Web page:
The UK will still allow the development of new oil and gas oilfields in the North Sea if they pass a so-called net-zero test, the government said on Monday as it opened a consultation seeking input on a new climate compatibility checkpoint for the oil and gas industry.
The checkpoint will apply to any future oil and gas licenses to ensure they are aligned with the UK’s climate change commitments and net-zero by 2050 target, the government said.
The proposed climate compatibility checkpoint “sets out potential tests that could be used to assess new licenses, including domestic demand for oil and gas, the sector’s projected production levels, the increasing prevalence of clean technologies such as carbon capture and hydrogen generation, and the sector’s continued progress against emissions reduction targets,” the UK said.
“This new checkpoint will be key to our plans to support the oil and gas sector during its net zero transition. It helps safeguard the future of this vital UK industry as we create more opportunities for green jobs and investment across the country,” Energy and Climate Change Minister Greg Hands said.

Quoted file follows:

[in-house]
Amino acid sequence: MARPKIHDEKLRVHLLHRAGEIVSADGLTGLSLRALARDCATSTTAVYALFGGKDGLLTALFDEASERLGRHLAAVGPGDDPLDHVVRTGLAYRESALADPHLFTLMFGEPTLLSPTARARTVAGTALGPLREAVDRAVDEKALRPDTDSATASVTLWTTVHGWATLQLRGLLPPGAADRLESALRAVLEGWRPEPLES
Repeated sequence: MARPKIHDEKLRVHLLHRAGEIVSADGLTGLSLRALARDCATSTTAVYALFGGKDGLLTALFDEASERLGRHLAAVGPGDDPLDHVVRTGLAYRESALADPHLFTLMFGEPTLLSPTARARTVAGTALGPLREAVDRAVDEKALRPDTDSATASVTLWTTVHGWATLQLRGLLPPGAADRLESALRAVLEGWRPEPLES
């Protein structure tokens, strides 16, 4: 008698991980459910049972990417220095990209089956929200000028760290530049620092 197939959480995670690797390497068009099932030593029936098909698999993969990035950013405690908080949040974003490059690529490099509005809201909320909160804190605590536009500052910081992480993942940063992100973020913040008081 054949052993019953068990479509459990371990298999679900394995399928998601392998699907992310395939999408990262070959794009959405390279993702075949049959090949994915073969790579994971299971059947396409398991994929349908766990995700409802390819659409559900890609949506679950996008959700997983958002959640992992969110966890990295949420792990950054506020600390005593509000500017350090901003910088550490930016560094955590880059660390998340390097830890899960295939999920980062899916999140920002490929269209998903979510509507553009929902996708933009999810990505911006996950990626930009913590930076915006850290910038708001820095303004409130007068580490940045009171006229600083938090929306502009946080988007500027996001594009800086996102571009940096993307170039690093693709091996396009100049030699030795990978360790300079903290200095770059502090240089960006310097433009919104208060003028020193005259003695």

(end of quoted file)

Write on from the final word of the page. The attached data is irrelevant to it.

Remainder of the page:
The intention of the checkpoint is to assess the compatibility of future licensing with UK climate change objectives and will not impact the consenting process for proposed developments that come under licenses that have already been awarded to licensees.
“Such proposals are subject to a number of further checks including by the OGA under its revised Strategy, which is effectively a net zero test,” the government said.
This effectively means that the UK expects to award new licenses and allow new oil and gas developments, provided they meet the net-zero compatibility requirements.
The climate test doesn’t apply to projects such as Cambo, which has already undergone the initial licensing but could be reviewed by authorities again now that Shell has pulled out of the project development and the operator Siccar Point Energy put the development plan on hold.
“Our industry welcomes the transparency that a checkpoint for future BEIS licensing decisions provides. It is vital that this checkpoint is robust and ensures that future licensing rounds are compatible with the UK’s climate change ambitions, while maintaining investor confidence in the UK Continental Shelf,” said Katy Heidenreich, Supply Chain & Operations Director at OGUK, the leading body for the UK offshore oil and gas industry.